vCloud Automation Center – vCAC 5.2 – Virtual Machine LifeCycle Demystified

vCAC has what is referred to as the “Master Workflow” which makes up the Virtual Machine Lifecycle. The Master workflow is the top level workflow states that a virtual machine will go through, throughout it’s life. These workflow states tie pretty closely to the Workflow stubs that are shipped with the designer, but they are not a direct match to them. I often see confusion around the workflow states and the workflow stubs. I’m hoping to clear up the confusion around this and help everyone understand the difference between them.

Master WorkFlow States

The vCAC Master workflow states are as follows:

  1. Request State
  2. Approval State
  3. Provision State
  4. Manage State
  5. Expired State
  6. Decommissioned State

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vCloud Automation Center – vCAC 5.2 – Installing the 5.2 Guest Agent on Linux

The Linux Guest agent has not changed much since 5.1. You will notice most everything except the agent version remains basically the same as my article on executing scripts with the 5.1 Linux Guest agent.

Linux Guest Agent

The Linux guest agent has a number of feature benefits that you receive if you utilize it. The Linux guest agent is a small agent that acts very similarly to the vCAC proxy agents. When it is installed you give it the name or IP address of the vCAC server. This allows it to check in with the server when it loads on a newly provisioned machine and determine if there is anything it needs to do. If the vCAC server has work for it to do it send the instructions and the agent executes the instructions on the local guest operating system. The guest agent comes with a number of pre-built scripts and functions, but also allows you to execute your own scripts. Some of the features available with the Linux Guest Agent are:

  • Disk Operations – Partition, Format, and mount disk that is added to the machine.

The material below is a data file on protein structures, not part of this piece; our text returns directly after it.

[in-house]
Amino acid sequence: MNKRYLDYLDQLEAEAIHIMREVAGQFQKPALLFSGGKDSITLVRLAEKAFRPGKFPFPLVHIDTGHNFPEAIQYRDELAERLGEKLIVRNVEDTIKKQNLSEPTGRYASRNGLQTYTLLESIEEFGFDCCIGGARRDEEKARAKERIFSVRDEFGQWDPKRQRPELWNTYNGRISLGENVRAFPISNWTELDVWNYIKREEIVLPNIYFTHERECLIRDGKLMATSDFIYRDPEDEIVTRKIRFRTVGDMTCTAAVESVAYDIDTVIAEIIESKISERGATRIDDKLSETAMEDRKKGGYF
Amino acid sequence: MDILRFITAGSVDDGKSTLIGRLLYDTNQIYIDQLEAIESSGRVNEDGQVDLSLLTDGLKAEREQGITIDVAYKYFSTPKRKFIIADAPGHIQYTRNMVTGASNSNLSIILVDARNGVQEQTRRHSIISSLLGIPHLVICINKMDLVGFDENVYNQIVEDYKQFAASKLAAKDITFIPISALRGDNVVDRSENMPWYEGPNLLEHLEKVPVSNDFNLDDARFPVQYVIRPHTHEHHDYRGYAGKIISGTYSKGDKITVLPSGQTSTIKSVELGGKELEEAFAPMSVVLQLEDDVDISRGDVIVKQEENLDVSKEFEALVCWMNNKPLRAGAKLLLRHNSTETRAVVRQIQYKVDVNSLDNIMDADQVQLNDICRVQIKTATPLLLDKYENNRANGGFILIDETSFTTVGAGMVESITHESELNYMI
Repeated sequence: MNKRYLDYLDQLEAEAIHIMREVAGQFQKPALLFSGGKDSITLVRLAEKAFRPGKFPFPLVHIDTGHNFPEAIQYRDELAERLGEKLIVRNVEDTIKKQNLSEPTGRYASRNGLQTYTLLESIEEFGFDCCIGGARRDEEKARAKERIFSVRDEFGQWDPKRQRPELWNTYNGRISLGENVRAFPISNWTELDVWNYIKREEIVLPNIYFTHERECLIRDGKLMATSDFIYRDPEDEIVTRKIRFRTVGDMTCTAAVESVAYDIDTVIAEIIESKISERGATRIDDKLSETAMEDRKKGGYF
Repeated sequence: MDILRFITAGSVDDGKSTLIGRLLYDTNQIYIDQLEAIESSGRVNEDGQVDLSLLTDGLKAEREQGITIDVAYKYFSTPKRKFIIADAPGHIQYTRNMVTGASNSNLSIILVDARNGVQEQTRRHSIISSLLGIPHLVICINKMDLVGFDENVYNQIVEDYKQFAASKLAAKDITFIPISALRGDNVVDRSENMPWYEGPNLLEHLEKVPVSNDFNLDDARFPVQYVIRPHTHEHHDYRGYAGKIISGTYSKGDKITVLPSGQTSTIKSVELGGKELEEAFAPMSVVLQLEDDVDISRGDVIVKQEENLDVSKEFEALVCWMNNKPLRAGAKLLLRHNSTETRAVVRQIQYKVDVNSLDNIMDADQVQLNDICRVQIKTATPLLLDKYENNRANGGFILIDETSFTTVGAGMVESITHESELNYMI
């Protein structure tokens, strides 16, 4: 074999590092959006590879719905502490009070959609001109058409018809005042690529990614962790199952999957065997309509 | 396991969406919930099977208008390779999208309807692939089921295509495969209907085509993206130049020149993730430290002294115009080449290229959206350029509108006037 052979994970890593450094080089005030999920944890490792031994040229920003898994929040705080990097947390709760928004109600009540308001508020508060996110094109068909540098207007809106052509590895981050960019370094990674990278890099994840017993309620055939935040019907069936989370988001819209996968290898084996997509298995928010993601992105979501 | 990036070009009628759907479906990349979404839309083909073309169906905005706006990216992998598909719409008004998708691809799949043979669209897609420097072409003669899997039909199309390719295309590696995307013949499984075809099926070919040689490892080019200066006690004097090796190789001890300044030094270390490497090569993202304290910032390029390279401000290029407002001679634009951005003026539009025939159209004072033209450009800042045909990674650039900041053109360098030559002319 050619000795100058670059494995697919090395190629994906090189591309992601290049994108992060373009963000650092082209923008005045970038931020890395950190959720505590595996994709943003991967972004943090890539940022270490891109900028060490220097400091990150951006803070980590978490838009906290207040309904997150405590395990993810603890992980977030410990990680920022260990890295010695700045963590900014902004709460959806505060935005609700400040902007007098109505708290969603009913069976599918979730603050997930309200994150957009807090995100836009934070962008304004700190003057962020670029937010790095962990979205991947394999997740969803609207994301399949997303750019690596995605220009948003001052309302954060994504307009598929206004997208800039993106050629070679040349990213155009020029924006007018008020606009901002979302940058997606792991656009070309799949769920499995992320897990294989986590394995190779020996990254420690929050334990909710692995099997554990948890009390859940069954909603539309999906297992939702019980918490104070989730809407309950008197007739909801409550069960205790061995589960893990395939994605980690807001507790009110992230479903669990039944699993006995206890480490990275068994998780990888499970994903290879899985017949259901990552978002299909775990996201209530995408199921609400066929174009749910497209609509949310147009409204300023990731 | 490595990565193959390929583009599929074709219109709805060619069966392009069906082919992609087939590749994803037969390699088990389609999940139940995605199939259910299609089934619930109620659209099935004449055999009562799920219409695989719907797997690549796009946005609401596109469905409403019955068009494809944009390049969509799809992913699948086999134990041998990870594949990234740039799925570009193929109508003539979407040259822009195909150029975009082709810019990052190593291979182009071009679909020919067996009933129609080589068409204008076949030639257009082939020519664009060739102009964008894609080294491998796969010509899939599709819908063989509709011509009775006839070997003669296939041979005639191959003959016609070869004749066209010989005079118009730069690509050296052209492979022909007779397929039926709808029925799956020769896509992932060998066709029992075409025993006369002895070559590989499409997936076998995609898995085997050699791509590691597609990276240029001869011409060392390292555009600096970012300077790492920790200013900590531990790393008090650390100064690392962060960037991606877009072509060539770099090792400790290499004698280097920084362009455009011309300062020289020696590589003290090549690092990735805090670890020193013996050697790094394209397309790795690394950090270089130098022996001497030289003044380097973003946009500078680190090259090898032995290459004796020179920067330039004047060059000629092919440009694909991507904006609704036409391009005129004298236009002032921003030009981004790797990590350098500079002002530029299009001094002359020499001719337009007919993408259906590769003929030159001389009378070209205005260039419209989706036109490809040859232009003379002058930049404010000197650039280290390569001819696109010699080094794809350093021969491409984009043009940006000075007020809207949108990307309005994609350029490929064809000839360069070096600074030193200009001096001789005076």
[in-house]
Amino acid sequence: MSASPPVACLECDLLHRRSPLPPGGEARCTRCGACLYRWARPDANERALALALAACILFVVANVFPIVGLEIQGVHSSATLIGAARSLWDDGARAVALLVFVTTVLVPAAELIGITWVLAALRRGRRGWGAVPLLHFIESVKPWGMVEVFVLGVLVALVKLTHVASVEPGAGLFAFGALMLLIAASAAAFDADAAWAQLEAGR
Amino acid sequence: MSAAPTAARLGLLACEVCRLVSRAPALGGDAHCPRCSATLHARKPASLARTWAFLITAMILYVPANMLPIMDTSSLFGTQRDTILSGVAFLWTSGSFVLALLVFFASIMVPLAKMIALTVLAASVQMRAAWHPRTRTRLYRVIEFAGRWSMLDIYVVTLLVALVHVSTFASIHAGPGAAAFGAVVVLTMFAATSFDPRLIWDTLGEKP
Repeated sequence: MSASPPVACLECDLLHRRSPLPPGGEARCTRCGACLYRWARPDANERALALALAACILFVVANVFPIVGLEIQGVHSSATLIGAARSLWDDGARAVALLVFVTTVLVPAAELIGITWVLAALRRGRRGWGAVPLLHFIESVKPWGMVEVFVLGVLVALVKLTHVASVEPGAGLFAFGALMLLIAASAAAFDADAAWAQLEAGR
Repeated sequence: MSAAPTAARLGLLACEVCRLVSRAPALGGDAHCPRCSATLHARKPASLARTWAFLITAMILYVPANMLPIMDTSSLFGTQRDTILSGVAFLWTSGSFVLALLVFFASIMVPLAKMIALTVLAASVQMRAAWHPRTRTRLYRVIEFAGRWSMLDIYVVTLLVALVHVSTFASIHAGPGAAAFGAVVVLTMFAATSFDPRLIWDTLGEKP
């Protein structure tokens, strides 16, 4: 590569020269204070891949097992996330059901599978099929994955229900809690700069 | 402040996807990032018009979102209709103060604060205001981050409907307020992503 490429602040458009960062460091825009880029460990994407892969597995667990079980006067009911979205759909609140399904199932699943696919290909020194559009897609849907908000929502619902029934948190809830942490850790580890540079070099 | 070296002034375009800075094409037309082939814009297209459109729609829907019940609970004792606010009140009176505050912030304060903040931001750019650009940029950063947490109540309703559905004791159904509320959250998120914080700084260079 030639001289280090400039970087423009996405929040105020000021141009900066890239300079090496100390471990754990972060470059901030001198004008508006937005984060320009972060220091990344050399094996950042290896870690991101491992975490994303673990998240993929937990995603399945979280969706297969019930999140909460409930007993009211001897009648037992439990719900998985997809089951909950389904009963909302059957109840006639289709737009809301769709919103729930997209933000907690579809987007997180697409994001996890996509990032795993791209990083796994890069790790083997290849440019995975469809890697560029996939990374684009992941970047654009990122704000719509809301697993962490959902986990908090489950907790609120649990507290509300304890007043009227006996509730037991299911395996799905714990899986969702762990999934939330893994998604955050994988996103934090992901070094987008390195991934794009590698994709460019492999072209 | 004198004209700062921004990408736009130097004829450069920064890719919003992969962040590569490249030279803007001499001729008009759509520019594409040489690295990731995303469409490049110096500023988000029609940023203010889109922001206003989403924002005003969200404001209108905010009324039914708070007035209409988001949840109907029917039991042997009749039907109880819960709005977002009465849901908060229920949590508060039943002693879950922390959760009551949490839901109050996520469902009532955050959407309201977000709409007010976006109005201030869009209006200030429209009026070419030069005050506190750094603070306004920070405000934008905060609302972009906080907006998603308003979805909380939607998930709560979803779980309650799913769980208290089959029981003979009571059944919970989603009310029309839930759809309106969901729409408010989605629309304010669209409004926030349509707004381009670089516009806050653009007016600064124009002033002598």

• Execute Scripts – Execute scripts after the machine is provisioned.
  • Network Operations – Configure setting for additional network interfaces added to the machine.

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vCloud Automation Center – vCAC 5.2 – Installing the 5.2 Guest Agent on Windows

So I have been getting a lot of questions regarding the vCAC 5.2 Guest Agents. In vCAC 5.2 the guest agents have changed and there are a few bugs in the Windows Installation. Good new for those of you who had upgraded from vCAC 5.1, you don’t need to scramble to move form the 5.1 guest agent, to the vCAC 5.2 guest agent. The vCAC 5.1 guest agent will still work as usual as long as you had it configured for SSL. The big driver for the change to the Windows agent is Windows Server 2012. The previous vCAC 5.1 agent will not work with Windows Server 2012 so if you are planning on using 2012, you will need to use the 5.2 guest agent.

Installing the vCAC 5.2 Windows Agent

You have two options for using the vCAC guest agent. You can pre-install the agent in your templates, or if you want to keep your templates clean you can install the agent as part of the Sysprep customization by using customization specifications. For information on auto deploying the guest agent see the following post:
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vCloud Automation Cetner 5.2 – vCAC 5.2 and Citrix XenDesktop Demystified

I have seen a rise in questions regarding vCAC 5.x and integration with XenDesktop. This article is not a step by step on how to configure integration with XenDesktop, but information on capabilities and use cases for integration.

Supported XenDesktop Versions:

  • XenDesktop 4.0 (Only VMware Hypervisor and vCAC VDI agent must be installed on a 32-bit host.)
  • XenDesktop 5.0 (SP1 (Supported on VMware and XenServer)
  • XenDesktop 5.5 (Supported on VMware and XenServer)

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